With our young soldiers marching off to war all around us and returning home with not only visible injuries, but the many you can’t see, I began to consider Post-Traumatic Stress Disorder, or PTSD, as it was viewed in the past. And it became a pivotal plot point in my upcoming book BLOOD LANCE, my medieval mystery with protagonist Crispin Guest, a disgraced knight turned detective in fourteenth century London. A knight from Crispin’s chivalric past, Sir Thomas Saunfayl, pulls Crispin into his difficulties that are quickly spiraling out of control. Sir Thomas is accused of desertion and must fight for his life in a judicial joust. Desperate to ensure his victory, he has paid a fortune to lay his hands on the Spear of Longinus, a religious relic he believes will give him invincibility on the lists, and he hires Crispin to find it.
The idea of knights possibly suffering from PTSD fascinated me. I wondered if throughout history, in the days before modern artillery, combatants suffered from it. After all, it is a malady that manifests once a soldier returns home to “normal” life, and many soldiers and knights were away from home for years and years. Even though there is little in the way of discussion about it in old documents because of the cultural and sociological differences between then and now, I didn’t suppose it was a modern phenomenon, though we have given it fancy modern names.
In World War I, they talked of being “shell shocked” from the nature of the new style of warfare where soldiers huddled in trenches while being barraged by exploding shells. By World War II it was called “battle fatigue.” General Patton famously slapped a soldier suffering from this. “Battlefield stress” is yet another term.
|Battle of Courtrai|
But in the Middle Ages it could only be recognized as a failure on the part of the soldier and labeled as cowardice. Interestingly enough, some parchment was given to the problem of cowardice. The idea--then as now--was to train the soldier so thoroughly that the “flight” part of the natural “fight or flight” response would be eliminated. Drill, discipline, and group bonding went a long way toward shaping the mind (though the medieval foot soldier wasn’t drilled in the sense of practicing formations, not like their ancient ancestors in Greece or Rome. It was an impracticality. They had to rely on the discipline of the knights, those in the front lines, to form strategies for the foot soldiers to follow. However, infantry was able to save the day over the mounted knight many a time, including in the battle of Courtrai in 1302 and Bannockburn in 1314).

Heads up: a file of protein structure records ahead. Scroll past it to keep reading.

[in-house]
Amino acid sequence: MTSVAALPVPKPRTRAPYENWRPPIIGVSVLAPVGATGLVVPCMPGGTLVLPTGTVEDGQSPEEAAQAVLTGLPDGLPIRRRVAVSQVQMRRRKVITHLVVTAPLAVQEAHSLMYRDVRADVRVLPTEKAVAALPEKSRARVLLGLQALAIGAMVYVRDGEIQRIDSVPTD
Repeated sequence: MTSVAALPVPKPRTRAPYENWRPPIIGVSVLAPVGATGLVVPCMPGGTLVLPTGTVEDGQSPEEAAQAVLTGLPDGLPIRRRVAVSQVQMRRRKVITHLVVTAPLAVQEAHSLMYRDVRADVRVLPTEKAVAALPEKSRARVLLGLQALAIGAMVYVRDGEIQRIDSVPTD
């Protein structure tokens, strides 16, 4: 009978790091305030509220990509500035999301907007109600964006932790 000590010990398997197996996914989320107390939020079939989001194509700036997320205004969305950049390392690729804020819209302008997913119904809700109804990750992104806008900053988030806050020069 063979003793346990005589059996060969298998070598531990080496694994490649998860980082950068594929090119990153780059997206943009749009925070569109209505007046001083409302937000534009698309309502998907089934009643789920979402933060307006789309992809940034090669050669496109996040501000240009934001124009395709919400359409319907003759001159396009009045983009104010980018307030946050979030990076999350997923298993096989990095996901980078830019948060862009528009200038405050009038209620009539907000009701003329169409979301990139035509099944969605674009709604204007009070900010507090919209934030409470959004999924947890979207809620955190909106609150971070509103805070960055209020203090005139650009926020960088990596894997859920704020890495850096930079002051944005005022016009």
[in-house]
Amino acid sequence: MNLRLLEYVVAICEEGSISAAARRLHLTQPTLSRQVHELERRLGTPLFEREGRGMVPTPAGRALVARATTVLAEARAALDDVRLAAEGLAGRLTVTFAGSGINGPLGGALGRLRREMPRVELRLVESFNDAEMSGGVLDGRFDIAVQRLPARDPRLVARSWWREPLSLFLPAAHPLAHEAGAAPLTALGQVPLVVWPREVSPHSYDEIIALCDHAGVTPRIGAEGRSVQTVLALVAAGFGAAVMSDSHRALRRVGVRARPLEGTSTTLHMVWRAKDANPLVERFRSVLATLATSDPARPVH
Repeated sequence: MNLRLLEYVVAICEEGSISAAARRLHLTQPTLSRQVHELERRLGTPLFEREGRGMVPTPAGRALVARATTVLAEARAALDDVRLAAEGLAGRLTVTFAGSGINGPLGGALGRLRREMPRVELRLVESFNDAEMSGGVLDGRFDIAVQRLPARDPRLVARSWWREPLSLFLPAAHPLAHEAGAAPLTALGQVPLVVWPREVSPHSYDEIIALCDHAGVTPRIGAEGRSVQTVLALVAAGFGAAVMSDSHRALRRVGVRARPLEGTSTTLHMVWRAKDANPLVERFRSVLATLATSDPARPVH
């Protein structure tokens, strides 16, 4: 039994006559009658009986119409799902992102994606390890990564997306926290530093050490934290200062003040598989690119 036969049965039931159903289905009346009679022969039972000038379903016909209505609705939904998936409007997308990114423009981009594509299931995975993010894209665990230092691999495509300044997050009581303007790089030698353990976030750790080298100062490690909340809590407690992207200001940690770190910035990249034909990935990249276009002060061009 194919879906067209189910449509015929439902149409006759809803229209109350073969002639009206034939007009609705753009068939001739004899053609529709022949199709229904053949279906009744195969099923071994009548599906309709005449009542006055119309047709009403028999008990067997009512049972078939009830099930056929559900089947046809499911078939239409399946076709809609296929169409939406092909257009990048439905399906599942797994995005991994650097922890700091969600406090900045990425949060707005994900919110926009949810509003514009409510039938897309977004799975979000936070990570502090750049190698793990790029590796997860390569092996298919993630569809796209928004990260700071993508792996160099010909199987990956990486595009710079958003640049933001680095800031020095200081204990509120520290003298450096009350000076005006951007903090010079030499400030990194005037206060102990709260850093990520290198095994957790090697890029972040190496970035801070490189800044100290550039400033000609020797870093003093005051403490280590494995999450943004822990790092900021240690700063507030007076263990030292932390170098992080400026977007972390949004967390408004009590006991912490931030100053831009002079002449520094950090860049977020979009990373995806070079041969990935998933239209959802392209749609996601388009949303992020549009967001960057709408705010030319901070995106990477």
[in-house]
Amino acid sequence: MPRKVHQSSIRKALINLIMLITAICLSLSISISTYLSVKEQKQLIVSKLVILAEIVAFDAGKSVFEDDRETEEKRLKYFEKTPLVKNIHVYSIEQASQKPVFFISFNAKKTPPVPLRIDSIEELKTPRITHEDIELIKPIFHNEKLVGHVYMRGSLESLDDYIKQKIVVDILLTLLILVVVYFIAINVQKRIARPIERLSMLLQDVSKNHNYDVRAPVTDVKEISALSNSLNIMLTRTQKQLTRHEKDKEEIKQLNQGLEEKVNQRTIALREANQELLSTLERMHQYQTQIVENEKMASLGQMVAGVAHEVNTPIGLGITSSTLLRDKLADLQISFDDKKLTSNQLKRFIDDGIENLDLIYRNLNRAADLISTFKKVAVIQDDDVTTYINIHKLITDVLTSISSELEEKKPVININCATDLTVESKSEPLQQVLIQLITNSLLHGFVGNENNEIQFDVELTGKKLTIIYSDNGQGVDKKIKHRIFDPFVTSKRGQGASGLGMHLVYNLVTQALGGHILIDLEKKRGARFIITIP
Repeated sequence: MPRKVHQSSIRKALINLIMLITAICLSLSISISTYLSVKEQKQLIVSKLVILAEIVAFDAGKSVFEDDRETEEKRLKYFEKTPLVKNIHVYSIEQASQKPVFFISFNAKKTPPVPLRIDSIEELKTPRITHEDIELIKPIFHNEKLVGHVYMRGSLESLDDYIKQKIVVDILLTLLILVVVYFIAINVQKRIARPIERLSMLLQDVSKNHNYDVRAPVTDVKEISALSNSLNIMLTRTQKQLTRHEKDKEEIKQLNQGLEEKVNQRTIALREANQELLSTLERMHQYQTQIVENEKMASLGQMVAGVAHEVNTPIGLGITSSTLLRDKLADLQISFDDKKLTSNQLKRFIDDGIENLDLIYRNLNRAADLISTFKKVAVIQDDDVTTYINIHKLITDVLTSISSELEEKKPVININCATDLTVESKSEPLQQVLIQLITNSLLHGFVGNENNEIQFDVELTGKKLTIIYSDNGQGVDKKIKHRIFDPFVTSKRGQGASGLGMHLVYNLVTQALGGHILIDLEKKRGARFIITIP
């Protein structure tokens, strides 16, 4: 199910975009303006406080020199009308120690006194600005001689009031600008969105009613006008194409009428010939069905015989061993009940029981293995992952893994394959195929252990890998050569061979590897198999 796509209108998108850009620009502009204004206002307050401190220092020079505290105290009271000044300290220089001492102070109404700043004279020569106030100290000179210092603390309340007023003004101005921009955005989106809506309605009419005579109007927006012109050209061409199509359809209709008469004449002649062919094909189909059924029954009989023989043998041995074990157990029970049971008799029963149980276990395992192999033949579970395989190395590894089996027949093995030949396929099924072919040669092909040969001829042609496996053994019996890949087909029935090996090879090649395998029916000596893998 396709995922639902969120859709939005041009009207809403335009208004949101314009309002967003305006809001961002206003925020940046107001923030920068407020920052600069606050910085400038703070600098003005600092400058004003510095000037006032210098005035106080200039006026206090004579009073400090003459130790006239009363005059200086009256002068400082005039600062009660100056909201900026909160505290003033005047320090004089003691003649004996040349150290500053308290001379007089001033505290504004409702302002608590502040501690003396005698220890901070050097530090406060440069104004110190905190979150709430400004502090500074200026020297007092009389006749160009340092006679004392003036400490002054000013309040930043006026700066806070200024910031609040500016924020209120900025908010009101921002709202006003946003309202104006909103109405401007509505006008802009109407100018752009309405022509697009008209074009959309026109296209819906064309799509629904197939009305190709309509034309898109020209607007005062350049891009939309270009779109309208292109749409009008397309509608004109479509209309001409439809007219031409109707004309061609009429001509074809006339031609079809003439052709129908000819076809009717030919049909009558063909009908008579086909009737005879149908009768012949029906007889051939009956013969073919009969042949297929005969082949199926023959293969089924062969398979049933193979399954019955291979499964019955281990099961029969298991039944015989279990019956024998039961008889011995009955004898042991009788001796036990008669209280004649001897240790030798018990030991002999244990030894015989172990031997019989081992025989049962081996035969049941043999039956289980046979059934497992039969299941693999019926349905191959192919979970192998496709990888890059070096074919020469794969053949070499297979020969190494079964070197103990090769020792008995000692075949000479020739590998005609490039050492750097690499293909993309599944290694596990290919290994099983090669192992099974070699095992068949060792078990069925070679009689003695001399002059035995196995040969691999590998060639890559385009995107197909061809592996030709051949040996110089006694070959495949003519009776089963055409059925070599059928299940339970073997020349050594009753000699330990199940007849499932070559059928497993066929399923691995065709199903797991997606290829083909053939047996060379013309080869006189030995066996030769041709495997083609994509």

Instilling a greater fear in one’s commander than in the enemy also proved optimal. In ancient China, for example, generals would maneuver their armies in such a way as to make retreat impossible thus forcing the advance as the only option. Religious fervor, too, offered a standard under which one could fight while also offering ultimate rewards if death should strike.
There was a reason for rallying the troops before a battle with a stirring speech. From ancient Greece and probably before, generals and kings gave battle orations meant to bond, to encourage, and to remind the men of their reasons for fighting and for their ultimate rewards if they succeeded. Think of the St. Crispin's Day speech in Shakespeare’s Henry V. I don’t know about you, but it makes me want to take up arms!
Combined, this is what made up the “band of brothers,” where even the general or, in some instances, the castellan of a fortress, feels close to his men in a way that defies the social classes.
Still, even with all this training and discipline, with the subsequent shame in society associated with cowardice, there were certainly soldiers and knights who succumbed to the rigors of war. A knight on a horse could flee a lot easier than a man on the ground, and there were instances where generals insisted the knights dismount in order to make fleeing more difficult. Early flight of the knights lost many a battle, including King Stephen’s battle at Lincoln and Robert Curthose’s battle at Tinchebrai. Are these instances of cowardice as we might understand it, or of a man cutting his losses and getting the heck out of there?
Battle stress manifests itself in running away in the face of battle, sleeplessness, irritability, irrational anger, mood swings, and thoughts of suicide. Sir Thomas in this piece suffers from these symptoms and can’t understand why. All his training and discipline failed him in the face of the constant barrage of the battle royale. What’s a knight to do? As he said, they can’t all be Crispin Guests.
My new medieval mystery BLOOD LANCE will be released Oct 16 in hardcover, e-book, and audiobook. See a series book trailer and discussion guides for all my books at www.JeriWesterson.com